By Jacob Wolt, Managing Partner Cambridge Partners
“The only thing in this world is the history you don’t know”. Harry Truman, the 33rd President of the United States had a profound love of history. Truman looked to history for guidance on many of the issues he faced during his presidency, including the establishment of the United Nations, the ending of World War II, the economy, civil rights, the recognition of Israel and the Korean War. Although each of these issues were “new”, in Truman’s view they were also “old”. Truman reflected on history to help make better decisions in the present.
The current Coronavirus pandemic is new, but a crisis having an impact on share markets is not new at all.
The table below shows all the major downturns on the S&P 500 since the start of WWII, and their subsequent recoveries.
Notes: This table is based on the price only version of the S&P 500 Index and therefore ignores the effects of dividends. Returns after 12 and 36 months are shown on a total return basis i.e. they have not been annualised.
Given the wealth of historical information, what can we learn?
Here are a few important observations:
- In the past we’ve experienced events that have significantly impacted markets on average every five years. If you plan to be an investor over the next 20 years and this average is maintained, you could experience four or more market downturns.
- There’s never been a bad time for long term investors to buy into markets. Even if you had the worst timing in the world and bought in at the peak of the market in September 2000, and sold at the low point in December 2018, you would still have more than doubled your money.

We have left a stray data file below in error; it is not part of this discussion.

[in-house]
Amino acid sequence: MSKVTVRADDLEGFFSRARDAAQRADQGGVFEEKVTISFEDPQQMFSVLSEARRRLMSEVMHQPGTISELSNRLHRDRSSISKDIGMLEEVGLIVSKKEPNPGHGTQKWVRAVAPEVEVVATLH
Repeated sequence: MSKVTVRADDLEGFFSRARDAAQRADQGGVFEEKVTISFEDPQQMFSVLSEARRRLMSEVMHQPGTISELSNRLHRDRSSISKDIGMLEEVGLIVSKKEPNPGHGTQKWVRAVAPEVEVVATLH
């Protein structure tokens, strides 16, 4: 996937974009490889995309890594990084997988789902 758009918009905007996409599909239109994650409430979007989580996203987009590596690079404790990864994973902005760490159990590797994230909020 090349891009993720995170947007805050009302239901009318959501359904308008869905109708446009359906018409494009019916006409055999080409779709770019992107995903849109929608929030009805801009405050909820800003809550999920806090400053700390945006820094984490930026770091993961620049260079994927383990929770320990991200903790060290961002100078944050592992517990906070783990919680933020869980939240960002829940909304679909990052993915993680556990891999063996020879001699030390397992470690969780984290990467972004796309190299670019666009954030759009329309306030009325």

- Since the end of WWII, approximately 75 years, the market has increased in value about 150 times. You might ask yourself, how could you possibly lose money in this sort of market? Yes, it would be hard, but those that did were probably trying to predict or avoid the downturns. They only succeeded in missing out on too many of the strong gains that occurred on either side of a downturn.
- Markets recover fast. Although we can never pick the bottom of the market, based on the data in the table above, the average return for the next 12 months, following a low point, has been positive 35%, and over 3 years it’s positive 61%. These historical recovery rates provide encouragement to all investors to stay in their seats in a crisis.
Investors may ask themselves, “Given all I can see throughout the history of capital markets, how should I respond to this latest drop in prices?”.
History is critical in answering this question; it provides an important basis for making better decisions. Although a history buff himself, Truman expressed his frustrations of humans often being too slow to learn from the past.
Truman once told the American author and novelist Merle Miller, “the next generation never learns anything from the previous one until it’s brought home with a hammer…. I’ve wondered why the next generation can’t profit from the generation before, but they never do until they get knocked in the head by experience.”
It’s fair to say that many investors have now been ‘knocked in the head’ by experience, and some younger investors are going through this for the first time. But here’s hoping, despite Truman’s scepticism, that we can all profit from the generations before us and use our knowledge of history to help us make better decisions today.
Our thanks to Consilium for helping to supply the original material in this article.